13th July 2018 (UK)
A young man and his three younger siblings, who have kept secret the death of their beloved mother in order to remain together, are plagued by a sinister presence in the sprawling manor in which they live.
Sergio G. Sánchez
George MacKay, Anya Taylor-Joy, Charlie Heaton
Set in 1969, The Secret of Marrowbone (or simply Marrowbone as it’s known in the US) follows 20-year-old Jack and his three younger siblings – Jane, Billy and Sam. The quartet are living in a run-down house, named Marrowbone, that their mother Rose grew up in and returned to until her ill health kept her bedridden. Her final wishes to Jack were to keep her passing quiet until he is 21; old enough to legally look after his brothers and sister without them being split up and put into care.
A few months after her death, the house falls into disrepair, with minimal furniture and overgrown shrubbery clouding its external grandeur. The children are still living in the mansion, but have covered up all the mirrors in fear of a sinister presence which also inhabits their home. Things become even more complicated when Tom, a local lawyer, starts getting suspicious and visits the home to finalize property deeds for the now-deceased Rose. Can the family keep quiet about the many secrets of Marrowbone?
Marrowbone boasts some heavyweight talent both in front and behind the camera, with the likes of promising future stars Charlie Heaton (Jonathan in Netflix’s nostalgia-tinged sci fi show Stranger Things), Mia Goth (A Cure For Wellness), George MacKay (Captain Fantastic, Pride) and Anya-Taylor Joy (Thoroughbreds, The VVitch) all putting in impressive performances.
Director Sergio G. Sanchez is more known for his writing ability than directing, having penned 2012’s disaster drama The Impossible and Spanish chiller The Orphanage (both of which coincidentally directed by Jurassic World: Fallen Kingdom‘s J.A. Bayona) but shows confidence in the drivers seat with his full-feature directing debut of Marrowbone.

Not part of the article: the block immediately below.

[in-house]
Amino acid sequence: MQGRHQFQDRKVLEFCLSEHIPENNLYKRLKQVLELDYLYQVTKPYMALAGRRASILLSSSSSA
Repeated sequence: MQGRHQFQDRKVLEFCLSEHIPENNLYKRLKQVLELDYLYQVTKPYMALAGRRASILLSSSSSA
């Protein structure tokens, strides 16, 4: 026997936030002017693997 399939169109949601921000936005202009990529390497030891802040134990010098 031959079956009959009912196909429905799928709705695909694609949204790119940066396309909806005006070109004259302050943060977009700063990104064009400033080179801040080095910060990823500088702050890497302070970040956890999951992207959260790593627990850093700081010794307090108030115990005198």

Undoubtedly more akin to methodically paced and tension-filled The Orphanage than the usual Hollywood jump scare offerings, Marrowbone is a much more subdued affair, with the empty spaces and quiet creaks of every corner of the mansion creating an unsettling atmosphere as opposed to shocks from snarling monsters or demonic faces. There’s a few moments that conjure jolts, but they seem out of place in the bigger picture.
Unfortunately, Marrowbone‘s story is where it really lets itself down. At its core, there’s an old fashioned ghost story to be told here, but it ties itself in so many knots with largely uninteresting subplots and a chemistry lacking love triangle that it begins to lose focus. It doesn’t help matters that events in the film are in full swing as we join them; it’s like turning up to a party an hour after everyone else got there and you’re expected to join in the already established conversations with little to no information as to what they’re talking about.
When the first of the mysteries is finally revealed, it’s done with nonchalance and in such a throwaway manner it’s a wonder as to why it wasn’t unveiled at the beginning of the film, a move which would have greatly benefited towards audience engagement in the film. Before this moment, the way Marrowbone plays out is more irritating than intriguing and the big, titular secret falls rather flat too, with the reasoning behind it all having been used countless times before.
Nonetheless, Marrowbone features some promising new blood in its cast and moments haunting, Gothic beauty. It’s just a shame it doesn’t have a juicy enough story to sink your teeth into.
Moments of Gothic beauty
Strong, promising young cast
Convoluted story with too many subplots
Titular 'secret' isn't particularly original